Building My Brain with Books


I enjoy visual media as much as anyone, but I believe reading is better for my brain.

Years ago, in a class on brain development, I learned that reading builds our brains by forcing us to mentally create matching visualizations in order to grasp the meaning of words — unlike TV or movies where our noggins passively accept images others have created.

I’ve been building my brain for a long time.

I don’t remember my mother reading to me when I was a toddler; but I know she did because I watched her read to my younger siblings on a regular basis. I do remember her reading poetry to my siblings and me from a slender volume, One Hundred and One Famous Poems. Carolyn and I thrilled to “The Highwayman;” Bob requested “The Charge of the Light Brigade;” and for years, at odd moments, Barbara startled us by gravely chanting in a low voice: “On the shores of Gitchee Gummee; by the shining Big-Sea-Water.”

But I think my life-long love affair with books began when we climbed into our battle-weary jeep and sparred over seating while Mom drove us along gravel roads to the gently aged Spanish Fork library, which stood in a sea of grass and trees on Main Street. We ran up fifteen steps and into the dimly-lit building, where we scattered across the hardwood floors to our favorite sections like marbles dropped from a bag. After searching and sampling, we traveled home with our limit of books, arguing over who made the best choices.

school-girl2When I was seven, I asked Mom to draw a picture of me. She accepted the challenge and sketched an open book with a braid sticking out on each side, then wrote “Hooked on Books” beneath her masterpiece.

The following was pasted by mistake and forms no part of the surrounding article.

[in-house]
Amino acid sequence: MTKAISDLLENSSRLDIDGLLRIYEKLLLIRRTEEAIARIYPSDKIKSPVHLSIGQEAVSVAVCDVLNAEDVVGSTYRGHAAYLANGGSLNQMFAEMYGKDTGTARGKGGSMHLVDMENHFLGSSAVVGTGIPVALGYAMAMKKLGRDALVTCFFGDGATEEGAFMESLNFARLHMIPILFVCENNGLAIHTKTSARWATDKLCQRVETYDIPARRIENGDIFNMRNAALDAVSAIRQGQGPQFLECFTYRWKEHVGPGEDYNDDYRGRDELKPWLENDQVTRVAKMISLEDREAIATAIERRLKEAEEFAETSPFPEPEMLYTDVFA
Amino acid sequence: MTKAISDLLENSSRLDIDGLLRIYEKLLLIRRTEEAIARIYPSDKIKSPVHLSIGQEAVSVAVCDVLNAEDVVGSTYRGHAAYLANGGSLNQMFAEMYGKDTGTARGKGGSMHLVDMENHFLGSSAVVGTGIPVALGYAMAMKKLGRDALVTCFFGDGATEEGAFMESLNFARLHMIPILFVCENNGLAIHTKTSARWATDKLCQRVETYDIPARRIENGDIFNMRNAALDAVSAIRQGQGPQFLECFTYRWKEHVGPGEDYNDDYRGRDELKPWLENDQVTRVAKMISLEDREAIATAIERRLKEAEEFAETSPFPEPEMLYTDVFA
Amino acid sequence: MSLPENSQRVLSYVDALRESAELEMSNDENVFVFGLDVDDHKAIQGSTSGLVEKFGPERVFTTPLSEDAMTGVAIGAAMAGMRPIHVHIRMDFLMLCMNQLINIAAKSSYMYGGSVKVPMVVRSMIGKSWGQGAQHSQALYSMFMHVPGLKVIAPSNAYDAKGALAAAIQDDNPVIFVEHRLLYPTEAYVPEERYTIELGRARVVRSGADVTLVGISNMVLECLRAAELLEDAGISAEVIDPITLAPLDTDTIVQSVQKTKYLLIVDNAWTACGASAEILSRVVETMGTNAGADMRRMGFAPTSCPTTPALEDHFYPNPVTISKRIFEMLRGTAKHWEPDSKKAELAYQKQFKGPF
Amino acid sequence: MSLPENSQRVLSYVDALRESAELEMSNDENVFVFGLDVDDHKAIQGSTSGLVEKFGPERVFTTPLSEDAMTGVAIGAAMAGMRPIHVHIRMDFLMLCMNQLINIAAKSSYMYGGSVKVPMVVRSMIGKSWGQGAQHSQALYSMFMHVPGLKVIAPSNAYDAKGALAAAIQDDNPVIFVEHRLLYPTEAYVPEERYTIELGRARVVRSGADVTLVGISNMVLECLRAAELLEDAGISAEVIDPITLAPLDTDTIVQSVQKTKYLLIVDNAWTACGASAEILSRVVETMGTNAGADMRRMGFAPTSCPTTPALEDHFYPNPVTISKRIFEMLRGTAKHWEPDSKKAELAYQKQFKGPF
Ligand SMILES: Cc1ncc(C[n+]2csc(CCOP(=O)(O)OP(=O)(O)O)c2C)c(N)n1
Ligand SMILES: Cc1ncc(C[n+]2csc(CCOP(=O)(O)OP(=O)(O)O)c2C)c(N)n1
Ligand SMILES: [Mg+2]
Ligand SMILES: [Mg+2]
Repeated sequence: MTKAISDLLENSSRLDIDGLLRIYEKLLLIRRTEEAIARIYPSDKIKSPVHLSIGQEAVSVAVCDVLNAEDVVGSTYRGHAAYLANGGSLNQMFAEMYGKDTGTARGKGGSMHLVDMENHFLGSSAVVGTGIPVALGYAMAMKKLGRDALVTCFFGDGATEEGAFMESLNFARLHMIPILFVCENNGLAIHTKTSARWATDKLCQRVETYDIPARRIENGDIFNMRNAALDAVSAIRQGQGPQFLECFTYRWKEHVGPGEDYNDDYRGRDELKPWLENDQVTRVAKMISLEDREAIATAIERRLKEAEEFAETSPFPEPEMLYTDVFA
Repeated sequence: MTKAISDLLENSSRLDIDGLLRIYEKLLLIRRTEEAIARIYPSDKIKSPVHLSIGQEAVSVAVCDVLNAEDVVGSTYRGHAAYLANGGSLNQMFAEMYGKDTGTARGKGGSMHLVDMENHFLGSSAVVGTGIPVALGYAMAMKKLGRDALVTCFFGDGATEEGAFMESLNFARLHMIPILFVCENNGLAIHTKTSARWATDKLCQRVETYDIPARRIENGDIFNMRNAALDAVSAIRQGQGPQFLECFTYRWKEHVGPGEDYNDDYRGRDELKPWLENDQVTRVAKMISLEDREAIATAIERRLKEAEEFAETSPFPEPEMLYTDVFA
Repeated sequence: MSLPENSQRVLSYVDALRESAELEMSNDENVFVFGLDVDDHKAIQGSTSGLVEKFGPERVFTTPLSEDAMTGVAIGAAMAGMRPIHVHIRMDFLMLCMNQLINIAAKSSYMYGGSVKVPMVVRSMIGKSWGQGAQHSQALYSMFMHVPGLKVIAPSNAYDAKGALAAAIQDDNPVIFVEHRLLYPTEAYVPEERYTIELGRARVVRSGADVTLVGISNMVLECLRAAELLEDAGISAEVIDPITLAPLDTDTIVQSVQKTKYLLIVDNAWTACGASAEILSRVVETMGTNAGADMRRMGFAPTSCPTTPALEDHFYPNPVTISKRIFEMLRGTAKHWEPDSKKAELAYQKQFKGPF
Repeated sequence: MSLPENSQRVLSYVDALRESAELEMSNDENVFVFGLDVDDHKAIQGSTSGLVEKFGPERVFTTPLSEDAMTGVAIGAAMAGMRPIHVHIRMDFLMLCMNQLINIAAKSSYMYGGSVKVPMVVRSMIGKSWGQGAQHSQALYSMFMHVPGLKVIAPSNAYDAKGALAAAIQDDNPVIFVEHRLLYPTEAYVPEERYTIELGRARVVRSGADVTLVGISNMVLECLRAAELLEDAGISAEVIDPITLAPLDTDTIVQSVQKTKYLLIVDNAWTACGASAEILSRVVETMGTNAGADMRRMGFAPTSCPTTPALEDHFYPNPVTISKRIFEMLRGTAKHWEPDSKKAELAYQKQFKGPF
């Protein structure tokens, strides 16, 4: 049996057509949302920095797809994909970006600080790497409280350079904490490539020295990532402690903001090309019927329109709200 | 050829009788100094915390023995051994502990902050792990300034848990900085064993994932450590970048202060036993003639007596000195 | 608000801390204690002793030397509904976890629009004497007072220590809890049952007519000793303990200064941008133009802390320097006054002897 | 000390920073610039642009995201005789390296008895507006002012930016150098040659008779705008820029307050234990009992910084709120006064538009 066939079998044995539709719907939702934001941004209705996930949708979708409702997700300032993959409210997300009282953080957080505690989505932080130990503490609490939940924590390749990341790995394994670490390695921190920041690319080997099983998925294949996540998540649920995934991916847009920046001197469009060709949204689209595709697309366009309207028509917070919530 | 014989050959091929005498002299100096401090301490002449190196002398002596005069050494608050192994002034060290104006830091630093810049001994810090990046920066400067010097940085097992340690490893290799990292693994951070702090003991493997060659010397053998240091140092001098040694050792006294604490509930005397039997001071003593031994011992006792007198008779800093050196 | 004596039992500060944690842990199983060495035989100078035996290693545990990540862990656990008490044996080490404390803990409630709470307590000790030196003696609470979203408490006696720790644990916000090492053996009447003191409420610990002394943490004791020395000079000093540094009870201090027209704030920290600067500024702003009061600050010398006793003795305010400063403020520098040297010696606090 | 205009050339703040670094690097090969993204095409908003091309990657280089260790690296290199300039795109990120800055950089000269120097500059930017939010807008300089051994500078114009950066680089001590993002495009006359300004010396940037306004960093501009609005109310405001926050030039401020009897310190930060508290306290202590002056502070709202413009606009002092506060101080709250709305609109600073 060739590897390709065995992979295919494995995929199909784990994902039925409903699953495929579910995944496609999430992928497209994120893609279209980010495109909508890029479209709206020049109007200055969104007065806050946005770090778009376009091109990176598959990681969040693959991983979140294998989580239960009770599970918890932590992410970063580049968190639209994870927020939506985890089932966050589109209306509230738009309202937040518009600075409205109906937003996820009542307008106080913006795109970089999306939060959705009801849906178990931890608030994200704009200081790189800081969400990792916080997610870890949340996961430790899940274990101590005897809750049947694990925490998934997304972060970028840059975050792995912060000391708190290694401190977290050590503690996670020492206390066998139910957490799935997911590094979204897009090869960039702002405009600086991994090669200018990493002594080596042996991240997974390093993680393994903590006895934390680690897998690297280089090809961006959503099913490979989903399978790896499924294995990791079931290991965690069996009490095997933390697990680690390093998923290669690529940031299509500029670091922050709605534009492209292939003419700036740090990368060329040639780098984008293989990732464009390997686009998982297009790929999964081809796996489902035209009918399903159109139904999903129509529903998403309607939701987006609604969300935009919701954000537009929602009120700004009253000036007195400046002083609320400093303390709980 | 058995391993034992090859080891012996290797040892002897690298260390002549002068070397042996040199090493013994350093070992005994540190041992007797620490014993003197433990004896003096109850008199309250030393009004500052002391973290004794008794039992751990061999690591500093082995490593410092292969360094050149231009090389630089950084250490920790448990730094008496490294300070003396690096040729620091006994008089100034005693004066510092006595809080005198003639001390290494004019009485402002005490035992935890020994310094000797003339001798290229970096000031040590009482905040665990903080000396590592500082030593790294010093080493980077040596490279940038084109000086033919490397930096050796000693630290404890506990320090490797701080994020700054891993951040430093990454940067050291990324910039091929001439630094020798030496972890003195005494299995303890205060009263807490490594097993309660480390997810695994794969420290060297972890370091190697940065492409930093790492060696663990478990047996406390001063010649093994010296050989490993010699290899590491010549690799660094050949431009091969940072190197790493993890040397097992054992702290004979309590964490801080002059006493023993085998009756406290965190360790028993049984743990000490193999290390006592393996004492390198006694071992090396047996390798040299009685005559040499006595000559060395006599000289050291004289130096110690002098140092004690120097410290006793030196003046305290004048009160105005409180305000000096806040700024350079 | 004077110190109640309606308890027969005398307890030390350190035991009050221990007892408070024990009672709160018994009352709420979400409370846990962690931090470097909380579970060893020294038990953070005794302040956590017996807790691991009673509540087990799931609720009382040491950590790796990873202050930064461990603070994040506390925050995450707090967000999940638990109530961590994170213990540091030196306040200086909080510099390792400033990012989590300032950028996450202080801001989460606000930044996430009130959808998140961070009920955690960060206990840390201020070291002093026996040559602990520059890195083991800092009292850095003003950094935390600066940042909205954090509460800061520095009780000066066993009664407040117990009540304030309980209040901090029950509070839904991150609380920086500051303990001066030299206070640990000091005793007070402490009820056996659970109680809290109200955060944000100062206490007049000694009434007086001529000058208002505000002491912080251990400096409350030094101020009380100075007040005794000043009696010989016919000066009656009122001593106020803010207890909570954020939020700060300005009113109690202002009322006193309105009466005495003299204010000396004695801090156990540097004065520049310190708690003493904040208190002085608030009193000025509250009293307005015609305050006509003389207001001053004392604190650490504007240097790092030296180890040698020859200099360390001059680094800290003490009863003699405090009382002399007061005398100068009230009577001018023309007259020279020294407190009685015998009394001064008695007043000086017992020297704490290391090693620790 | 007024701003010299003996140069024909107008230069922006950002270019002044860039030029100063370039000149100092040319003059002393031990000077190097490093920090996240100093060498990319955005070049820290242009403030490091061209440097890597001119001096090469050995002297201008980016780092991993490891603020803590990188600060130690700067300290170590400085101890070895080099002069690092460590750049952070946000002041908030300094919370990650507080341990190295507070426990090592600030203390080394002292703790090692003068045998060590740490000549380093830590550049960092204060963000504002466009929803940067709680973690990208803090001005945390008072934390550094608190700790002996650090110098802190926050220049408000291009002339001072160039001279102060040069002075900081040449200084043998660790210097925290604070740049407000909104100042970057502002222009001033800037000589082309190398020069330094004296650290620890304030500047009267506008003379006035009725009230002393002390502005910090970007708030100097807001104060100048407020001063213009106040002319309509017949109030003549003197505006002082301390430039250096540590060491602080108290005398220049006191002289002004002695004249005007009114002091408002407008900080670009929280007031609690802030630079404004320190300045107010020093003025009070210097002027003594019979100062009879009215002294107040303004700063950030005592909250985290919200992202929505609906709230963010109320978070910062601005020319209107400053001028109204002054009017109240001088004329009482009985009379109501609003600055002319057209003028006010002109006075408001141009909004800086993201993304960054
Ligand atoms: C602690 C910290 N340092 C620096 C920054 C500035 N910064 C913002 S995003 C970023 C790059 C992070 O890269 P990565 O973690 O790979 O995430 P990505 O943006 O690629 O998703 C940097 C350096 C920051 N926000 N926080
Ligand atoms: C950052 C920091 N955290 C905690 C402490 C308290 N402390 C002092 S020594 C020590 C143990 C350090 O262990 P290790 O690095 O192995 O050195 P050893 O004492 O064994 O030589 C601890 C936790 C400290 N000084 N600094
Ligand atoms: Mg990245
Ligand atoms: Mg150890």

My mother guided my reading, but didn’t control it. She demonstrated an understanding of her daughter and perfect timing when she gave me Little Women and, later, Girl of the Limberlost. I read and reread them until they fell open at my favorite places.

In high school and college, teachers guided my reading, assigning some books I read dutifully, some I read with pleasure, and some I loved so much I mourned when I finished them: Pickwick Papers, The Sound and the Fury, Crime and Punishment.

Family members and friends have recommended many books I treasure: Catch 22, Shipping News, The Poisonwood Bible; others I discovered browsing in libraries and bookstores: One Flew Over the Cuckoo’s Nest, The Road, Cold Mountain.

My favorite conversations with my favorite people begin, “Have you read any good books lately?”

Reading has remained a staunch friend throughout my life. I feel uneasy if I don’t have one or two novels, mysteries, or memoirs waiting to be read. I’m still hooked on books. And, I believe, my brain still benefits.

Have any thoughts
about books you’ve read and loved
or the importance of reading?
Please leave a comment.

Recap of Comments on “Dubious Skills”
Becca admitted to a questionable skill we share: when shopping, she’s drawn to clothes she never wears. Mercy and Audrey vowed to try new, fun things without worrying about their skill level; and Janice took time off from planning an upcoming trip to Paris to reinforce Aunt Beulah’s tendency to “sing, arrange, and plan with abandon.”



10 thoughts on “Building My Brain with Books

  1. I can’t do the favorite book thing. There are too many. China Mieville is my newest obsession, though I am a huge fan of Ursula LeGuin as well for clarity of prose and sheer imaginative scope. You might like to check out this article, which I teach to my high school students every year (they’re initially incensed, then sheepishly admit the author is, like, TOTALLY right):


    • Being unfamiliar with Mieville and LeGuin, I have something to anticipate. I will also read the article you teach and respond to you about it — as soon as i take another beach walk, eat more shrimp, and visit the sea turtle rescue center.